Coming Soon: The Help
I know I have The Help listed as a recent book purchase, but I don’t really own it yet. I keep picking it up and putting it back down. I even found it at Sam’s for $13 and still couldn’t convince myself to buy it. I have, however, listened to an author interview and an excerpt from the book. I was intrigued…but I’m still dragging my feet about giving up the green for the hardback. Maybe I’ll read it for the holidays, especially since Hollywood is working on a film version. Can I consider that as my new motivation?
My boyfriend makes fun of me for my favorite line “you know that movie is based on a book.” Honestly, I’m more likely to see a movie if such is the case. Not to say that screenwriters don’t work just as hard as fiction writers…but I’m saying…
A recent read from the good folks at Shadow and Act revealed something I hadn’t considered (and didn’t know):
Earlier today, as I looked over the box office charts for last weekend, I noticed that 10 out of the top 20 films are adaptations of novels! A whopping 50%!
A handful of the films still to be released this year are also adaptations of books; In fact, 6 of the remaining 15 studio-released pictures to be released this year are novel adaptations (about 40%) – Invictus, The Lovely Bones, A Single Man, Sherlock Holmes, Crazy Heart, & The Last Station; 1 is based on a Broadway musical, and another is a sequel. So, only 7 of the 15 films (less than half) still to be released are based on original screenplays.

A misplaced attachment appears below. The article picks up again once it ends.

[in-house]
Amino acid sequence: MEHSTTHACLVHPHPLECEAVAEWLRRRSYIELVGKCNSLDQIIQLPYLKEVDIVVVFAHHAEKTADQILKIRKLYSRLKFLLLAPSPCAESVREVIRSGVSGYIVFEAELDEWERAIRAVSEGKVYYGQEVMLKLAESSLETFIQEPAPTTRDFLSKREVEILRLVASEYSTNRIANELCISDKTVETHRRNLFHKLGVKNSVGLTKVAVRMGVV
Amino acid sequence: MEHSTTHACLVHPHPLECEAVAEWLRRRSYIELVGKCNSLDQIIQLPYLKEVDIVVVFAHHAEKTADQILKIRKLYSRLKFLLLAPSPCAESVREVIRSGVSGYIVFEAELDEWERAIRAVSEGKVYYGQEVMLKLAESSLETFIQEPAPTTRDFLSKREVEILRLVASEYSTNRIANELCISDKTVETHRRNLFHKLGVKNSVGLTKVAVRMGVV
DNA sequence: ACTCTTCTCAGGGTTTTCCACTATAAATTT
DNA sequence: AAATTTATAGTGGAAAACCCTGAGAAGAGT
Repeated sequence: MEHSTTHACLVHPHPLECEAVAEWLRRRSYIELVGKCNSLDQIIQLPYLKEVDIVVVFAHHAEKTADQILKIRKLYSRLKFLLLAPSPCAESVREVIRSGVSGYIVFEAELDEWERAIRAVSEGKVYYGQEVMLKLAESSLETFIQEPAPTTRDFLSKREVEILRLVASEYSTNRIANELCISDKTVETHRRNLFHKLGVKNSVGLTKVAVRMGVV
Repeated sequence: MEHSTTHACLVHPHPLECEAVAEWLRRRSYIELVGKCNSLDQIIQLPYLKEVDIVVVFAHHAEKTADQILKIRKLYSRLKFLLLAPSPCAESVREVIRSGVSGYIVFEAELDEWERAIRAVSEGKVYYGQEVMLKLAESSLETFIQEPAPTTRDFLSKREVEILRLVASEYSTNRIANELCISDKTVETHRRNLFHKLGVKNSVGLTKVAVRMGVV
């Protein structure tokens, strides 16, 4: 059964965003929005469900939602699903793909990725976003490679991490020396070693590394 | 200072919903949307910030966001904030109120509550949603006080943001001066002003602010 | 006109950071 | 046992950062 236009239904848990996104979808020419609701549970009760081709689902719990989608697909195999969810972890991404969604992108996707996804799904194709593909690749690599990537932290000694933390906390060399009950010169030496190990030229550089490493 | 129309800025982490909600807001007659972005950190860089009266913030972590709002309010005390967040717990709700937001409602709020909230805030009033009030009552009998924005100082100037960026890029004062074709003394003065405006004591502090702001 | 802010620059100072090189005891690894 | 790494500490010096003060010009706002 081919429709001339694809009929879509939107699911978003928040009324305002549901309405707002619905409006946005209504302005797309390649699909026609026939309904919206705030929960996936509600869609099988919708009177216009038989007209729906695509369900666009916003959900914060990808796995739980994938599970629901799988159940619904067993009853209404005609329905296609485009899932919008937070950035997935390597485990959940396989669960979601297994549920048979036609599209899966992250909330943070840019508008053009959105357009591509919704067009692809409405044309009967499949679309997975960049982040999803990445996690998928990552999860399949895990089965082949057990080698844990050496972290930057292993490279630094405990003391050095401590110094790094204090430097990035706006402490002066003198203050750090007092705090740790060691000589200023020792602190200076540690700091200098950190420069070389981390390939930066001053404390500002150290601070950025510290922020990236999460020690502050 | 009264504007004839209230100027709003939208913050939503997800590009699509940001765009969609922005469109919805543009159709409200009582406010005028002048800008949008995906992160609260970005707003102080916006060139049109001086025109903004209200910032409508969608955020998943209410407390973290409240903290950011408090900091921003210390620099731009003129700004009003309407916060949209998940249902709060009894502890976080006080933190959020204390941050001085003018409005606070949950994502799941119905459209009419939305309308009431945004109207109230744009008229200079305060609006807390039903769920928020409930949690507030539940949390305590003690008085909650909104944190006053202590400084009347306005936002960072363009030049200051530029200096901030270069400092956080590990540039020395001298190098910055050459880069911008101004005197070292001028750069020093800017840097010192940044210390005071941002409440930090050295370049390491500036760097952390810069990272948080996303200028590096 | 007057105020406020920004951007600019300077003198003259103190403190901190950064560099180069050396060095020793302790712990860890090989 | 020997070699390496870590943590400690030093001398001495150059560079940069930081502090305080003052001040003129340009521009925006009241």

And in coming years, several of the higher profile films in development are based on books, graphic novels, comic books, Broadway musicals, or are sequels/prequels. What’s happening to the original screenplay? And, if you’re a screenwriter, are you at all worried by this trend? (Read more…)
I thought “books turned movie” was a good thing, but I hadn’t imagined the other side. That said, here’s an excerpt on the latest book to follow the trend:
Chris Columbus’ 1492 Prods. has fast-tracked a screen adaptation of “The Help,” the bestselling Kathryn Stockett novel about African-American domestic servants and their wealthy white employers in Mississippi before the civil rights era…
Taylor got involved well before it became a literary sensation for Stockett, a first-time author who was reportedly rejected by 50 agents. Taylor grew up with Stockett in Mississippi — his mother inspired one of the Mississippi matriarchs in the novel — and was so helpful to the author that she gave him an early peek; an option was made well before the book came out. (Read more…)
I wanna read it. I wanna see it. Happy reading, y’all!